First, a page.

Prince Philip has died at the age of 99, Buckingham Palace confirmed on Friday.
The Duke of Edinburgh died “peacefully” at Windsor Castle on the morning of 9 April, according to a palace statement.
Philip was the father of Prince Charles, whose marriage to Diana was the subject of tabloid scandal in the 1980s and 1990s.
The Duke of Edinburgh’s relationship with the mother of his grandchildren has been the subject of much speculation over the years, with conflicting reports of whether the pair had any affection for each other.
Here, we examine what is known about the late duke’s relationship with his daughter in law.
Both were ‘outsiders’ to the <strong>royal family</strong>
Prince Philip and Princess Diana were vastly different in age and came from different backgrounds (the Duke of Edinburgh was the son of Prince Andrew of Greece and Denmark, while Diana, though an aristocrat, was technically a commoner).
However, what they did have in common was the fact that they both married into the royal family, making them both outsiders.
Tobias Menzies, who plays Prince Philip in Netflix’s royal drama The Crown remarked on this commonality in an interview with People magazine last year.
"I guess there are some similarities in that, you know, it’s another outsider, a position that he obviously has been in. Maybe he has some kind of appreciation for the challenges that she’s going through," he said.
"I think on a very basic level, he just thinks it’s a good fit. In a slightly old-fashioned way, I think he also just liked her femininity, her beauty. He was sort of very seduced by her as well."
The pair exchanged affectionate letters
After Diana’s death, it was reported that she and Philip had exchanged letters, discussing her marital issues with his son, Prince Charles.
In 2003, former royal butler Paul Burrell leaked the letters, allowing the Mirror to print them as part of a serialisation of his book A Royal Duty.
Diana’s father in law reportedly wrote to her in summer 1992, telling her he disapproved of his son’s affair with Camilla Parker Bowles.
Philip’s alleged letter read: "I cannot imagine anyone in their right mind leaving you for Camilla."
It continued: "We do not approve of either of you having lovers.
"Charles was silly to risk everything with Camilla for a man in his position. We never dreamed he might feel like leaving you for her. Such a prospect never even entered our heads."
The Duke of Edinburgh signed off with "fondest love, Pa".
Diana appeared to also have a great deal of affection for Charles’s father. Some of their correspondence (which was heavily redacted) was revealed at the inquest of Diana and her partner Dodi Al Fayad in 2007.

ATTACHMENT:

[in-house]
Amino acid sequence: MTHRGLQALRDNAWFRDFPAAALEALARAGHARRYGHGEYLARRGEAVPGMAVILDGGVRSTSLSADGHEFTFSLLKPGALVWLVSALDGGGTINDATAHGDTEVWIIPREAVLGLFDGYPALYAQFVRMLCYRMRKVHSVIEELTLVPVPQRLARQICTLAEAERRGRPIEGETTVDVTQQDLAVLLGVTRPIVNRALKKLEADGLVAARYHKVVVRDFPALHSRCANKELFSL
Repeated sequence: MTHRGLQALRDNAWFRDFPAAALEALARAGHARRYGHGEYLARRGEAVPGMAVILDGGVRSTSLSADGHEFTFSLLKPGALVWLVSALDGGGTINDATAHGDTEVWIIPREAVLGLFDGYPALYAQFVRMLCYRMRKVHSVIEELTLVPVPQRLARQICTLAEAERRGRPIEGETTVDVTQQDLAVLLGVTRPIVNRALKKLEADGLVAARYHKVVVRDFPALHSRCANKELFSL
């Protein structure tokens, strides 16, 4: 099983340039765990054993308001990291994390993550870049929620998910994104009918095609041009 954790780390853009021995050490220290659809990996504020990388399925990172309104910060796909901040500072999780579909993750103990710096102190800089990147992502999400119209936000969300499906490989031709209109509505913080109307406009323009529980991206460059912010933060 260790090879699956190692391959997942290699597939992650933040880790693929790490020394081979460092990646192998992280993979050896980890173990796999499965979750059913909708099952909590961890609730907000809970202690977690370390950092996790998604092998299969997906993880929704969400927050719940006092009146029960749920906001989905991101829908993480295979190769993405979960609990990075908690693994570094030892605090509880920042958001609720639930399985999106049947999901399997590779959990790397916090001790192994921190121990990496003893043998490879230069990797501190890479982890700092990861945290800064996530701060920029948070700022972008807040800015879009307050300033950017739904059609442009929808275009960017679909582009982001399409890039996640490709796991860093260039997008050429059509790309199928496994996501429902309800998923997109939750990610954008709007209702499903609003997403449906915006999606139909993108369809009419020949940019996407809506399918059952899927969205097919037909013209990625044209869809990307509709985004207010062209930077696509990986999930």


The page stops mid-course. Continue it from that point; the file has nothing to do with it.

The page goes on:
The Princess of Wales called her father in law “Dearest Pa” and, when he said he would do his “utmost” to help her and Charles during their marital woes, she responded: “You really do care.”
In another letter presented at the inquest by the Duke of Edinburgh’s private secretary Brigadier Sir Miles Hunt-Davis, Diana wrote: “I would like you to know how much I admire you for the marvellous way in which you have tried to come to terms with this intensely difficult family problem.”
At times, their letter-writing reportedly became tense
Diana’s healer Simone Simmons also spoke at the inquest and said that Diana had later exchanged letters with her father in law in 1994 or 1995 which were far less affectionate.
“Diana read one out to me,” she said. “She was absolutely furious.”
However, in 2003, the Duke of Edinburgh gave an official statement refuting media reports that he wrote “insulting” letters to Diana.
The statement read: “The original letters sent by Prince Philip to the Princess have apparently been lost, but he kept copies of his letters to her and he also has the original replies from the Princess.
“He started the correspondence in June 1992 in a friendly attempt to resolve a number of family issues which arose at the time leading up to the official separation of the Prince and Princess of Wales in December of that year.
“Prince Philip wishes to make it clear that at no point did he ever use the insulting terms described in the media reports, nor that he was curt or unfeeling in what he wrote.”
The duke took his grandsons under his wing after Diana’s death
Following the Princess of Wales’s tragic death in a car crash in 1997, Prince Philip reportedly stepped up to support his grandsons, Prince Harry and Prince William.
Former Vanity Fair editor Tina Brown wrote about the Duke of Edinburgh’s behaviour after Diana’s passing in her 2007 book The Diana Chronicles.
"A member of the Balmoral staff noted that Prince Philip, who effectively lost his own mother at the age of ten when she was committed for three years to an asylum in Switzerland, was brilliantly effective with his grandsons, offering them gruff tenderness and outdoor activities like stalking and hiking to tire them out," she wrote.
When discussions took place about Diana’s funeral and how her sons, who were 15 and 12 at the time, should be involved, Brown said Philip spoke up for the boys.
"Stop telling us what to do with the boys," she claims Philip said.
"They’ve lost their mother! You’re talking about them as if they are commodities. Have you any idea what they are going through?"
Brown also said that Philip comforted his grandson William after he said he didn’t want to walk in his mother’s funeral procession, which Phllip called “a bloody parade”.
"If I walk, will you walk with me?" Philip reportedly said.
Philip later did walk alongside the boys as they walked behind their mother’s coffin.
Join our new commenting forum
Join thought-provoking conversations, follow other Independent readers and see their replies